On Thursday, February 15, 2018 at 2:46:34 AM UTC+11, Lawrence Crowell wrote:
> On Tuesday, February 13, 2018 at 7:45:59 PM UTC-6, Pierz wrote:
>> Quantum physics tells us that anything that commutes with the hamiltonian
>> is preserved (doesn't change), the hamiltonian being the measure of energy
>> in a system. This has led me to understand energy as a measure of change
>> over time in a physical system. That might be obvious, except I've never
>> heard anybody say it quite like that - with the result that many people
>> tend to reify energy as some kind of physical "thing". The fact that energy
>> and matter are interconvertible has led me to the summary that change
>> across space is matter, change across time is energy. The only problem in
>> this picture is potential energy, which you could simply call "deferred
>> change", but that does beg the question as to how it is deferred. I'm
>> trying to think about this in relation to chemical energy - the potential
>> energy held in chemical bonds. When I studied chemistry I was simply told
>> that certain bonds are more stable and have lower energy than other bonds
>> which are less stable and have higher energy. So energy is released when a
>> molecule reacts with another to form a more stable compound. The reason for
>> and nature of the stability wasn't explained. So I'm wondering, is the
>> "potential energy" in the chemical bond actually a kind of very localised
>> motion, with more motion occurring in high energy bonds than in lower
>> energy ones? In other words, the energy (motion/change) is temporarily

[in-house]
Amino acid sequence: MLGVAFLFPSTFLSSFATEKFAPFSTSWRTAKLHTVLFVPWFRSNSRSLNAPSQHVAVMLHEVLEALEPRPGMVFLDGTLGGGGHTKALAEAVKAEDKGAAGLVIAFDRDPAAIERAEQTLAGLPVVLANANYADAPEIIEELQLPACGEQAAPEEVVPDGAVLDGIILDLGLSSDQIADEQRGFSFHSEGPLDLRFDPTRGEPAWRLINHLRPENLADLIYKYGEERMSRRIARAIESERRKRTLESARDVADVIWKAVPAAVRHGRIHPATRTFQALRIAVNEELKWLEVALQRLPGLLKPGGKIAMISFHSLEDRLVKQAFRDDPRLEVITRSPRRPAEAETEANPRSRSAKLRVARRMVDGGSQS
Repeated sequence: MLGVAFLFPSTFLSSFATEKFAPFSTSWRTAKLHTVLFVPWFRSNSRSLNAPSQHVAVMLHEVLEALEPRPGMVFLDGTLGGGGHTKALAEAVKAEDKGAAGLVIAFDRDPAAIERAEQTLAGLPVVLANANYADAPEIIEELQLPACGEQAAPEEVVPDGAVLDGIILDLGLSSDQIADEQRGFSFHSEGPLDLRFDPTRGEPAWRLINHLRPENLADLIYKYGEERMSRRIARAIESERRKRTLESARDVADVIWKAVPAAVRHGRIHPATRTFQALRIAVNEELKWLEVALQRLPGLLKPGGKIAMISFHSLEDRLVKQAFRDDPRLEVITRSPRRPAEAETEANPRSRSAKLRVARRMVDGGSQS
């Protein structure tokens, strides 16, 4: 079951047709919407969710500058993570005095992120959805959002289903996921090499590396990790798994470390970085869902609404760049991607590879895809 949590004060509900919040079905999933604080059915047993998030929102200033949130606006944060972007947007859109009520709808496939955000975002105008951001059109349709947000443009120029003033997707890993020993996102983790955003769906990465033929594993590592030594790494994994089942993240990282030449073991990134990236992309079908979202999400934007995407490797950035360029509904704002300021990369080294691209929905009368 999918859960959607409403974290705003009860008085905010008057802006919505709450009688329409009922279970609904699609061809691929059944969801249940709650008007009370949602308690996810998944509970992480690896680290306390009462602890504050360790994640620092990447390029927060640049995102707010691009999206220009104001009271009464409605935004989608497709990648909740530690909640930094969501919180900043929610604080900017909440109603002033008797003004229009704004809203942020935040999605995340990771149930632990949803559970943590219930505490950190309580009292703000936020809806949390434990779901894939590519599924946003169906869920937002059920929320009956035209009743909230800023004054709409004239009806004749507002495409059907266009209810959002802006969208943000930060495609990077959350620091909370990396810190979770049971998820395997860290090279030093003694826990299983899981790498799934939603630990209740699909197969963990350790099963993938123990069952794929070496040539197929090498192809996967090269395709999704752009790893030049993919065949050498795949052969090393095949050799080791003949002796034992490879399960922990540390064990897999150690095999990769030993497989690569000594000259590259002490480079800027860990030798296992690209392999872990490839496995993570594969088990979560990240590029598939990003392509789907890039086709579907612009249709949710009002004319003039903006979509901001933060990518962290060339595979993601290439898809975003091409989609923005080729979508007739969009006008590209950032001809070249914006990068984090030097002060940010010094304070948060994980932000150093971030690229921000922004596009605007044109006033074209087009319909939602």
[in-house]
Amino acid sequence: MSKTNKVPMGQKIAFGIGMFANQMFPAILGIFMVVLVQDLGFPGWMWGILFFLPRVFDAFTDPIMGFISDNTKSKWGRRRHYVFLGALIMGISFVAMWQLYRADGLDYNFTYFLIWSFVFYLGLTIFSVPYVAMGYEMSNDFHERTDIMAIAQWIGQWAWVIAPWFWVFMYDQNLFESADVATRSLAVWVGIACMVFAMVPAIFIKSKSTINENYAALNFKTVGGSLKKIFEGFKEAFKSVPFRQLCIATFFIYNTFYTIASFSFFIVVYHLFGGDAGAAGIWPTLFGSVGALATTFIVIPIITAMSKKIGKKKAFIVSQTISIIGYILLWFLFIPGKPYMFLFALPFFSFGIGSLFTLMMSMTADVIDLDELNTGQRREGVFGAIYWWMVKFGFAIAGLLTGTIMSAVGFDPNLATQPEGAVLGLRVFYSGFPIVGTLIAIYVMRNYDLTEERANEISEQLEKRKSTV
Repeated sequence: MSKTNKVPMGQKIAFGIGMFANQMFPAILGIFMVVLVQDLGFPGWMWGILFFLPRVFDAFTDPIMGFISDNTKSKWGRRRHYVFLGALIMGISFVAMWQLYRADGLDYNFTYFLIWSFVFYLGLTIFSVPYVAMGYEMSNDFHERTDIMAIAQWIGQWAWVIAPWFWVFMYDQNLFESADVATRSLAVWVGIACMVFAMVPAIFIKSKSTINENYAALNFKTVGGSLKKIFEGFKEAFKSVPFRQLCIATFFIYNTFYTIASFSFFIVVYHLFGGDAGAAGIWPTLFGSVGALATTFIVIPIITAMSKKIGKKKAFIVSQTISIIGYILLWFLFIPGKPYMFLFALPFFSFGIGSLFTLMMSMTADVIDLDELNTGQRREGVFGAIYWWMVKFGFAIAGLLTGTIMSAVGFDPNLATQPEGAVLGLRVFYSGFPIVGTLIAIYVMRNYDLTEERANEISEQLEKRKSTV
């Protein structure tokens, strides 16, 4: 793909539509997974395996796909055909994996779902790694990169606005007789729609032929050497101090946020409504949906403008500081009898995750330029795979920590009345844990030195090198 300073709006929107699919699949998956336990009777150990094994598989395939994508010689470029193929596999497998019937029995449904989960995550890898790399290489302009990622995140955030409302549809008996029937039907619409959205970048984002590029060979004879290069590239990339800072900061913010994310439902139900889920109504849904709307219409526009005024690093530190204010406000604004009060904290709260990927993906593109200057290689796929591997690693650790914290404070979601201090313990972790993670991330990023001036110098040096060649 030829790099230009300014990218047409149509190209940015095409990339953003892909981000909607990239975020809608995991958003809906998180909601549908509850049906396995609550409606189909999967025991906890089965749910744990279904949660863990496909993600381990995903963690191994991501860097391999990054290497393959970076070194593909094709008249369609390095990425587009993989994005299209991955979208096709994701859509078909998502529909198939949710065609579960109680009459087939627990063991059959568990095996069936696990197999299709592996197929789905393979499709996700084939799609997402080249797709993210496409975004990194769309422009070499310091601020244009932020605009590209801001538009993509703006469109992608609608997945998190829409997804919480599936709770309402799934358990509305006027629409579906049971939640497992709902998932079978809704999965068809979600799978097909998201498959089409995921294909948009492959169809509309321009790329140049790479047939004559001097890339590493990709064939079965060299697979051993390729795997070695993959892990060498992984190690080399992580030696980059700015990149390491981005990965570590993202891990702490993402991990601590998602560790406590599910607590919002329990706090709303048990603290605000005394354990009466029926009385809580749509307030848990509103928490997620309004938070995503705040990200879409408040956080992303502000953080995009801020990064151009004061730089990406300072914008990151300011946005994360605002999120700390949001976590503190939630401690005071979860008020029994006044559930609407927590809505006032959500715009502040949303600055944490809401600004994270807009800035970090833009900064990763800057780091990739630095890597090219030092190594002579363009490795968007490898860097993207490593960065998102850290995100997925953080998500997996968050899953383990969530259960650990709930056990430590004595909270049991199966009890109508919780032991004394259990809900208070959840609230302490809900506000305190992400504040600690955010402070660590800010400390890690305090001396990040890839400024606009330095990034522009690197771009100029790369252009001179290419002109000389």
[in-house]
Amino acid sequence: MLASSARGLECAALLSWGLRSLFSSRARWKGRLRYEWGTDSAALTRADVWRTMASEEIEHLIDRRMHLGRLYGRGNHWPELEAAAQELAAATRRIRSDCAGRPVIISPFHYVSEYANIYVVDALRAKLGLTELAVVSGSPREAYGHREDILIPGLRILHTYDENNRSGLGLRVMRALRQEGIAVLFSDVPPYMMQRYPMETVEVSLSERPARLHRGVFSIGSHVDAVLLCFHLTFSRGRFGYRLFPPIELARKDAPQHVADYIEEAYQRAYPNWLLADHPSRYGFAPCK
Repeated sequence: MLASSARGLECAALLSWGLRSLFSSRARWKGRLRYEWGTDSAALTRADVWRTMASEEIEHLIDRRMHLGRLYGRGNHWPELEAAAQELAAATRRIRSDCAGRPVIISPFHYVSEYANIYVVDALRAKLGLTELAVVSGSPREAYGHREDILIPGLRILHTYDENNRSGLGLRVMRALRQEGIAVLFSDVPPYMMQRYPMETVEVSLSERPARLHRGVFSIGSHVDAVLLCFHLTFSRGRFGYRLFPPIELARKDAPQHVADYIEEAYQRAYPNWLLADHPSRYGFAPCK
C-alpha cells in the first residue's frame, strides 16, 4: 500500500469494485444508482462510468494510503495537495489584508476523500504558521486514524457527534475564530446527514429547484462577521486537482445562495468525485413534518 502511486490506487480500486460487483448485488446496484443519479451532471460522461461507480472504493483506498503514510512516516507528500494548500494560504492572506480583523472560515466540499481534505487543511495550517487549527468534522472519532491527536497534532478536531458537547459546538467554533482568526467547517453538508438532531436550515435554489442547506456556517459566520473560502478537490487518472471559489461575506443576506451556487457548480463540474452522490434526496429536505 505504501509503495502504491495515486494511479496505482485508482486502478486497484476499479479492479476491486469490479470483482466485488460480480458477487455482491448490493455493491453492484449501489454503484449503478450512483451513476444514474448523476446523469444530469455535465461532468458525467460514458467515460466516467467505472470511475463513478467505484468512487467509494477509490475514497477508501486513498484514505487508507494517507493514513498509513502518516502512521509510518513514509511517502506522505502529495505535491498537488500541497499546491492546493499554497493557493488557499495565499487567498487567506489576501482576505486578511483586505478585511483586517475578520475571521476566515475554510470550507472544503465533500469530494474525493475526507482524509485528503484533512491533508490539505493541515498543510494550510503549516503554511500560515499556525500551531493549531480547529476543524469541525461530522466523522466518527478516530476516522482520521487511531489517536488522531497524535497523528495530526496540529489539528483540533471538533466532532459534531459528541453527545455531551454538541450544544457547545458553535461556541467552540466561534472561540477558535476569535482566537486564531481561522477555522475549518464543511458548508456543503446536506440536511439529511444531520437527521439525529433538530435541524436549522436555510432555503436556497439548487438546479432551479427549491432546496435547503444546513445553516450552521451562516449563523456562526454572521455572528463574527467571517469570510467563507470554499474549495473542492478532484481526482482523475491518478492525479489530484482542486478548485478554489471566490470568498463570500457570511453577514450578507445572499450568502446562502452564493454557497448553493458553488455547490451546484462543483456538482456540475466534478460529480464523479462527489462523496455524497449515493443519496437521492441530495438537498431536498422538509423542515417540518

>> contained in the small area of the bond, thus hiding the energy it as it
>> were from the environment? If so, then this form of potential energy is not
>> really different in kind from other types of energy, it's just relatively
>> isolated. If this is valid, perhaps a similar analysis of other forms of
>> potential energy such as gravitational potential might be possible too? Can
>> a physicist/physical chemist perhaps shed light on whether my speculation
>> here regarding chemical energy is valid?
> The Hamiltonian is the generator of time development. A quantum wave
> function ψ(t) is pushed to the time t' > t by the operator exp(-iH(t' -
> t)) so that ψ(t') = exp(-iH(t' - t))ψ(t).
Yes the good ole Schrödinger equation. The fact that the Hamiltonian is the
generator of time development *and* the operator for energy helped me to
understand that energy is change. But I'm trying to understand something
about the nature of the energy held in chemical bonds. A high energy
chemical bond must have a corresponding Hamiltonian that shows some kind of
evolution in the state of the electrons involved in the bond. The so-called
potential energy must be represented as some kind of state evolution of the
electrons - right?
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